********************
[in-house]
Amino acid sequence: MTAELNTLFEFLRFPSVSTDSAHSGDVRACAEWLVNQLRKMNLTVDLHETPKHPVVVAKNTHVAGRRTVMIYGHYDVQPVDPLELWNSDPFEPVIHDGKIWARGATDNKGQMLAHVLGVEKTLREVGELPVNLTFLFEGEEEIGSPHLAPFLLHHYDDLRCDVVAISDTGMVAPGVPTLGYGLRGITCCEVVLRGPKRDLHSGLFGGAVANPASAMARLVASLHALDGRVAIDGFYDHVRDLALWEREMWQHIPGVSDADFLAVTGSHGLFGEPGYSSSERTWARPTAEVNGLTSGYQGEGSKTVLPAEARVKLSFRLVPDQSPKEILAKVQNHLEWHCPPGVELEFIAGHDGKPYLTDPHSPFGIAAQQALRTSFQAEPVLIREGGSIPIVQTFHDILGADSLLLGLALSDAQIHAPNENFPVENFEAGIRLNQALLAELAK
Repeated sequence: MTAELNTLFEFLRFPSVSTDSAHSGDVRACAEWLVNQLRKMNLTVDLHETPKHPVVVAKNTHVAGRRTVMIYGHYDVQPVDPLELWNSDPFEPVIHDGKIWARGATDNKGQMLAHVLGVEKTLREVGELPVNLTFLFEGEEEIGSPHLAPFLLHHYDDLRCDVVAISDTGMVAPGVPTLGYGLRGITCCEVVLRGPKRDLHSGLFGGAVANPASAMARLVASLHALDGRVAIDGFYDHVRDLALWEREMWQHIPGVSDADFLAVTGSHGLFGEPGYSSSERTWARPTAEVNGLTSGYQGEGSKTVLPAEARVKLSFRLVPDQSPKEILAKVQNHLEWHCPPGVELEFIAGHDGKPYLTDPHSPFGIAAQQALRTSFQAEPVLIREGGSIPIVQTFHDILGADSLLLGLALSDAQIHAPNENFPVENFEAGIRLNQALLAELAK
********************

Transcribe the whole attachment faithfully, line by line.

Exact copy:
[in-house]
Amino acid sequence: MTAELNTLFEFLRFPSVSTDSAHSGDVRACAEWLVNQLRKMNLTVDLHETPKHPVVVAKNTHVAGRRTVMIYGHYDVQPVDPLELWNSDPFEPVIHDGKIWARGATDNKGQMLAHVLGVEKTLREVGELPVNLTFLFEGEEEIGSPHLAPFLLHHYDDLRCDVVAISDTGMVAPGVPTLGYGLRGITCCEVVLRGPKRDLHSGLFGGAVANPASAMARLVASLHALDGRVAIDGFYDHVRDLALWEREMWQHIPGVSDADFLAVTGSHGLFGEPGYSSSERTWARPTAEVNGLTSGYQGEGSKTVLPAEARVKLSFRLVPDQSPKEILAKVQNHLEWHCPPGVELEFIAGHDGKPYLTDPHSPFGIAAQQALRTSFQAEPVLIREGGSIPIVQTFHDILGADSLLLGLALSDAQIHAPNENFPVENFEAGIRLNQALLAELAK
Repeated sequence: MTAELNTLFEFLRFPSVSTDSAHSGDVRACAEWLVNQLRKMNLTVDLHETPKHPVVVAKNTHVAGRRTVMIYGHYDVQPVDPLELWNSDPFEPVIHDGKIWARGATDNKGQMLAHVLGVEKTLREVGELPVNLTFLFEGEEEIGSPHLAPFLLHHYDDLRCDVVAISDTGMVAPGVPTLGYGLRGITCCEVVLRGPKRDLHSGLFGGAVANPASAMARLVASLHALDGRVAIDGFYDHVRDLALWEREMWQHIPGVSDADFLAVTGSHGLFGEPGYSSSERTWARPTAEVNGLTSGYQGEGSKTVLPAEARVKLSFRLVPDQSPKEILAKVQNHLEWHCPPGVELEFIAGHDGKPYLTDPHSPFGIAAQQALRTSFQAEPVLIREGGSIPIVQTFHDILGADSLLLGLALSDAQIHAPNENFPVENFEAGIRLNQALLAELAK